+1443 776-2705 panelessays@gmail.com


2.Emerging Technologies must write iPhone 

3.You need to write the report according to the PPT content

4.You need to write the report according to the contents of the Word document

5.This report is about the iPhone


Emerging Technologies for the Enterprise


ECA – PARt 2

Individual Assessment

Name & Surname

Student Number


Word count

Table of Contents Acknowledgment 2 Conclusion 2 refrences 3

Table of figures

No table of figures entries found.



1. Tell the reader about your chosen digital technology.

2. Tell the reader why it is worth discussing your chosen technology.

3. Tell the reader about the structure of the essay and what is expected to be read in each of the sections below.

Name of your chosen digital technology goes here – 20%

1. Define your chosen technology.

a. Take two definistions and compare them and let the reader know which definition you choose and why?

2. Tell the reader why it is important to consider if the chosen digital tech is emergent or not.

3. In this section use the attributes introduced by Rotole, Heeks and Martin’s (2015) seminal paper and clrealy argue for and against on why your chosen digital tech is qualified to be known as emergent.

4. You can use other journal and conference papers to support your arguemnet.

context and use cases – 25%

1. Tell the reader about the context in which you would like to discuss the use cases of the chosen digital tech.

2. Discuss different use cases of the chosen digital tech.

3. What is the most common use case?

4. What are the values?

5. What are the issues?

6. Create a table of all values and issues.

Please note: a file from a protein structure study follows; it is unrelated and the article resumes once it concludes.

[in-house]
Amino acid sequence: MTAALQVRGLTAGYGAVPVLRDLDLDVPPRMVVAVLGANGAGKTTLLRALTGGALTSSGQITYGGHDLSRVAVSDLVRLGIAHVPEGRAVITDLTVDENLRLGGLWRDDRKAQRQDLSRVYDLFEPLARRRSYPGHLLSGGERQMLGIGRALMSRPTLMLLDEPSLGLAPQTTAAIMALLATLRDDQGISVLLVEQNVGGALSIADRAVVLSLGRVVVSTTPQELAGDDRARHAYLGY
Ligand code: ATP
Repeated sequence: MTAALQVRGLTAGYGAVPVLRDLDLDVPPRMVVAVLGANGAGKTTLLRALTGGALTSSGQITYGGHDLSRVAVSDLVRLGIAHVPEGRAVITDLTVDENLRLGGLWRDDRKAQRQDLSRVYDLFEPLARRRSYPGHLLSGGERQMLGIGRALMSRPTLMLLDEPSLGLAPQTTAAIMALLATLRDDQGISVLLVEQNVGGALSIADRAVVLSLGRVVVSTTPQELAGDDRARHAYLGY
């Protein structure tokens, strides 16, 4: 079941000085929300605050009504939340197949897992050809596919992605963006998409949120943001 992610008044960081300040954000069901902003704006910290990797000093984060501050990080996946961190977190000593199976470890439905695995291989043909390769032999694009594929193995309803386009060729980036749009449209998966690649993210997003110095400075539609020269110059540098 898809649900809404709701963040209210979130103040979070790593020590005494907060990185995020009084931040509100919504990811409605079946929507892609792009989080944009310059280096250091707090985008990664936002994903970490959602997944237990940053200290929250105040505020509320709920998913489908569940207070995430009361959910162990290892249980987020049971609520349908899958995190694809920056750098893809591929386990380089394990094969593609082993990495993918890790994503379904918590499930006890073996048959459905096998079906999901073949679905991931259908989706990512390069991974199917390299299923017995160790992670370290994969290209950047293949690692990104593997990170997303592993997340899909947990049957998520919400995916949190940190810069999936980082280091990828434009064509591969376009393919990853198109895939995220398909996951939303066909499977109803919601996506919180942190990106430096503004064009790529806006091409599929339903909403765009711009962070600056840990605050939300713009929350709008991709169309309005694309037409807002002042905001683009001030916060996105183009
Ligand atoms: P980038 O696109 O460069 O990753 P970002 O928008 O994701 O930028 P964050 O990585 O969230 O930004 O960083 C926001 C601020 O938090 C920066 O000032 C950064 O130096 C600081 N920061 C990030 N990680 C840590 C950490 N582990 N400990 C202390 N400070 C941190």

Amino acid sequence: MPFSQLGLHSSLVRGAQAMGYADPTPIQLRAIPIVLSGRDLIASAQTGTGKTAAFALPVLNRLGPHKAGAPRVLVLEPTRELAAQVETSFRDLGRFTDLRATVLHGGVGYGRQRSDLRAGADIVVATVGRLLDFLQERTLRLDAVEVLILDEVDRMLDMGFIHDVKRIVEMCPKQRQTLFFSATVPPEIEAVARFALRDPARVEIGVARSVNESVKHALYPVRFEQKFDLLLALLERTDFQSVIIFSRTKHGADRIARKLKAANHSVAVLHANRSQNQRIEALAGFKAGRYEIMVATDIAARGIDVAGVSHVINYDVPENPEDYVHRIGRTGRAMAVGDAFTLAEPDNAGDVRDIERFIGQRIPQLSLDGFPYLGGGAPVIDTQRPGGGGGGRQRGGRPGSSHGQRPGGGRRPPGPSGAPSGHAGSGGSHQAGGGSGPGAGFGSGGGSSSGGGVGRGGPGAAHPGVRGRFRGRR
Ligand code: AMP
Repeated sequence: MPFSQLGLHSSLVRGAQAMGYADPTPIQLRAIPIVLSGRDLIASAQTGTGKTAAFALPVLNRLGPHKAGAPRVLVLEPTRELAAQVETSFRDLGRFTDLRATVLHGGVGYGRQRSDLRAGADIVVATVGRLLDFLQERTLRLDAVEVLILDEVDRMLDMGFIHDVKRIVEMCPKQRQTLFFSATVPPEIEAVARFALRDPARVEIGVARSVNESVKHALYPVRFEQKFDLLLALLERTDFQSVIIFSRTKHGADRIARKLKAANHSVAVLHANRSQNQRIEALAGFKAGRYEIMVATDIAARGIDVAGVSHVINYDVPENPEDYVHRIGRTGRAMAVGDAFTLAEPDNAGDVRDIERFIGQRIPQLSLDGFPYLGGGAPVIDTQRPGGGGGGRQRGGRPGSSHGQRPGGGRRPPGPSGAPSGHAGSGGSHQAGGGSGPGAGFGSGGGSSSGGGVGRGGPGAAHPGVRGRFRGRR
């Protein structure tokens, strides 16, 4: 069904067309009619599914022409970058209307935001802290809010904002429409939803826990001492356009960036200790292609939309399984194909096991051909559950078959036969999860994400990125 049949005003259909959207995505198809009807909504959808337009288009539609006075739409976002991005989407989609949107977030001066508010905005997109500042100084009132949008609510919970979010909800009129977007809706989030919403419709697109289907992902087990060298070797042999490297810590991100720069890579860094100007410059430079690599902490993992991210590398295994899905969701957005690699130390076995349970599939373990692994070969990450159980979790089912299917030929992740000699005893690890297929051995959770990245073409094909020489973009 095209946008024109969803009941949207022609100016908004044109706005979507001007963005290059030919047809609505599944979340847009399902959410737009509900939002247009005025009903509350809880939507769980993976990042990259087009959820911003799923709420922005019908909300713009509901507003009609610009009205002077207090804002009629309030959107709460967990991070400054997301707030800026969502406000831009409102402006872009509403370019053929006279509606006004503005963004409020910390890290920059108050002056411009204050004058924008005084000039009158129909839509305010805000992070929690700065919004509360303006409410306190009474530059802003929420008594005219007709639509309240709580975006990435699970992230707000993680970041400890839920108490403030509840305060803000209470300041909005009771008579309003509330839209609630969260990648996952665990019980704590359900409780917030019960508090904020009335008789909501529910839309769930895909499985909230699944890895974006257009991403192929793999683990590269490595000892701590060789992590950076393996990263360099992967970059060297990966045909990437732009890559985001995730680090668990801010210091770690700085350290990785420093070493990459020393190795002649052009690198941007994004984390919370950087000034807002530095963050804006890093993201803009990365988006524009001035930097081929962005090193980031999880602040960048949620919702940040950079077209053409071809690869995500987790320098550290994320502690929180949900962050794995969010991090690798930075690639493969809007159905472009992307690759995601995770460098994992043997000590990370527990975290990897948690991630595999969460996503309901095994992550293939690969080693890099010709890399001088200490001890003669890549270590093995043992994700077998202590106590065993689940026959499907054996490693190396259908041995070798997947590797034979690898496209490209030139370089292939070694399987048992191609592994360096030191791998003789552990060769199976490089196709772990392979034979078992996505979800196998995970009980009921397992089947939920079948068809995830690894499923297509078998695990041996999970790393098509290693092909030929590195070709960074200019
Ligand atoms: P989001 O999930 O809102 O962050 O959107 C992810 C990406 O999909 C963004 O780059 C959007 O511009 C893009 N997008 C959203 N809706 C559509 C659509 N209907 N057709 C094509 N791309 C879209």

Note: In this section you should demonstrate a deep engagemnet with the literature.

a socio-technical approach to the use case – 15%

1. Use Evans (2017) model to discuss the most common use case.

2. Provide a critique on Evans (2017) model.

a. First, by telling the reader how Evans Model could be seen from socio-technical perspective.

b. Second, by showing your awareness of critiques of the socio-technical approach.

c. Third, by arguing why socio-technical approach is not sufficient to understand all the values and issues.

A multi-modal approach to the USe CASE – 25%

1. Introduce a multi-modal theory.

2. Run a multi-modal analysis of all the issues and values.

3. Demonstarte the result of your analysis in one or two tables.

4. Compare and contrast the results.

implications for decision makers – 15%

1. Discuss the implications of your analysis from the previous section.

a. Discuss the implications for the decision-makers (politicians, managers, etc)


1. Tell the reader what have you discussed in this essay

2. What is the key takeaway?


1. Priority goes to journal articles, then to conference articles , then to the book chapters

Please Note: Avoid citing and referencing blogs and wikipedia

Page | 2


Emerging Technologies for the Enterprise BIN3025

Module Leader & Tutor

Dr Sina Joneidy

Lecture 8

Week 8

Structure of the session:

Aim of the session.

Linking your learning to the assessment.

A bit of lecture and watching videos.

Individual interactive activity.

A bit of hint for your assessment.

What is the aim of the lecture and workshop in Week 8?

To develop further of understanding of the moral and ethical concerns use of digital technologies

Linked to ECA Part 2

Link to the ECA Part 2 – 80%

What is Metaverse? What are some of the concerns around it?


AI Ethics: Dimensions of Autonomy in Intelligent Systems